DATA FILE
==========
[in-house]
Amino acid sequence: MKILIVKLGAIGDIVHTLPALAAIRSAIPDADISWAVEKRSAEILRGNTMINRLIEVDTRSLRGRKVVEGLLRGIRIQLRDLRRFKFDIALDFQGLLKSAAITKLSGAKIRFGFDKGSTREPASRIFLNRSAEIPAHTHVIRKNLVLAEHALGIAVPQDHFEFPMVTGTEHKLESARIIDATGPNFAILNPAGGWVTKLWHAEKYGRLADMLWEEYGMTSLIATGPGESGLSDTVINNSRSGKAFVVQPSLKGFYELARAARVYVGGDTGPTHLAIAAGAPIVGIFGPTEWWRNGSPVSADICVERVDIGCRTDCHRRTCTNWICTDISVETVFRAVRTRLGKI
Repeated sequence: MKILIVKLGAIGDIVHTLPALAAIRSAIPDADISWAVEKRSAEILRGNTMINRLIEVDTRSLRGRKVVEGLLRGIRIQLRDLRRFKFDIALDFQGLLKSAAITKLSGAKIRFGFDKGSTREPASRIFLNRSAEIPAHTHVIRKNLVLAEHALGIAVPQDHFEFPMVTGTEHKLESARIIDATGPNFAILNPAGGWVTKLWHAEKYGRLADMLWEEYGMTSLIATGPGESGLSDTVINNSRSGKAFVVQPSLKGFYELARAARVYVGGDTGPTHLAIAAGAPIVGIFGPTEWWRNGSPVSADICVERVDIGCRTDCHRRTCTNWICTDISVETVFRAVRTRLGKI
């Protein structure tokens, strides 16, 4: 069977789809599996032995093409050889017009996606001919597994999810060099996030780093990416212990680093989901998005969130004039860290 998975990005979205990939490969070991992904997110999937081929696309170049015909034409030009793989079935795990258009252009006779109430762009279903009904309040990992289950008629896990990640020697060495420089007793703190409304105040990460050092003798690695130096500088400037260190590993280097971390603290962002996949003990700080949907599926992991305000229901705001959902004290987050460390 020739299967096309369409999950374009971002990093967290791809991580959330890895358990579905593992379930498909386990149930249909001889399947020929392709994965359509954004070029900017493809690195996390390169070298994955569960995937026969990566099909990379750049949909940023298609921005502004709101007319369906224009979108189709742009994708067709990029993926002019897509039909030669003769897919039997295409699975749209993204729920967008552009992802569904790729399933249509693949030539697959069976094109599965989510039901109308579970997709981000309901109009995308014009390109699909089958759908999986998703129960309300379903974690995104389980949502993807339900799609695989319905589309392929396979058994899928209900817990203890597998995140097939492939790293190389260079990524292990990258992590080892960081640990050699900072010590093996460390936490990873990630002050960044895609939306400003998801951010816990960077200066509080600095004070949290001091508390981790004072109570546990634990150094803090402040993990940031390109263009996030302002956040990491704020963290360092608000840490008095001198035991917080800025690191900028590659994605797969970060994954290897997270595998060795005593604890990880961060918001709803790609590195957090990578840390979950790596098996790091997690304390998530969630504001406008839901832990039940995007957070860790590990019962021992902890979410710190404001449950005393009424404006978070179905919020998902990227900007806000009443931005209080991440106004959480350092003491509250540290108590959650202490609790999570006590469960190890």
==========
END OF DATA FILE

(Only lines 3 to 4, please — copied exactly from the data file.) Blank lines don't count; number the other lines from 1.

Repeated sequence: MKILIVKLGAIGDIVHTLPALAAIRSAIPDADISWAVEKRSAEILRGNTMINRLIEVDTRSLRGRKVVEGLLRGIRIQLRDLRRFKFDIALDFQGLLKSAAITKLSGAKIRFGFDKGSTREPASRIFLNRSAEIPAHTHVIRKNLVLAEHALGIAVPQDHFEFPMVTGTEHKLESARIIDATGPNFAILNPAGGWVTKLWHAEKYGRLADMLWEEYGMTSLIATGPGESGLSDTVINNSRSGKAFVVQPSLKGFYELARAARVYVGGDTGPTHLAIAAGAPIVGIFGPTEWWRNGSPVSADICVERVDIGCRTDCHRRTCTNWICTDISVETVFRAVRTRLGKI
């Protein structure tokens, strides 16, 4: 069977789809599996032995093409050889017009996606001919597994999810060099996030780093990416212990680093989901998005969130004039860290 998975990005979205990939490969070991992904997110999937081929696309170049015909034409030009793989079935795990258009252009006779109430762009279903009904309040990992289950008629896990990640020697060495420089007793703190409304105040990460050092003798690695130096500088400037260190590993280097971390603290962002996949003990700080949907599926992991305000229901705001959902004290987050460390 020739299967096309369409999950374009971002990093967290791809991580959330890895358990579905593992379930498909386990149930249909001889399947020929392709994965359509954004070029900017493809690195996390390169070298994955569960995937026969990566099909990379750049949909940023298609921005502004709101007319369906224009979108189709742009994708067709990029993926002019897509039909030669003769897919039997295409699975749209993204729920967008552009992802569904790729399933249509693949030539697959069976094109599965989510039901109308579970997709981000309901109009995308014009390109699909089958759908999986998703129960309300379903974690995104389980949502993807339900799609695989319905589309392929396979058994899928209900817990203890597998995140097939492939790293190389260079990524292990990258992590080892960081640990050699900072010590093996460390936490990873990630002050960044895609939306400003998801951010816990960077200066509080600095004070949290001091508390981790004072109570546990634990150094803090402040993990940031390109263009996030302002956040990491704020963290360092608000840490008095001198035991917080800025690191900028590659994605797969970060994954290897997270595998060795005593604890990880961060918001709803790609590195957090990578840390979950790596098996790091997690304390998530969630504001406008839901832990039940995007957070860790590990019962021992902890979410710190404001449950005393009424404006978070179905919020998902990227900007806000009443931005209080991440106004959480350092003491509250540290108590959650202490609790999570006590469960190890």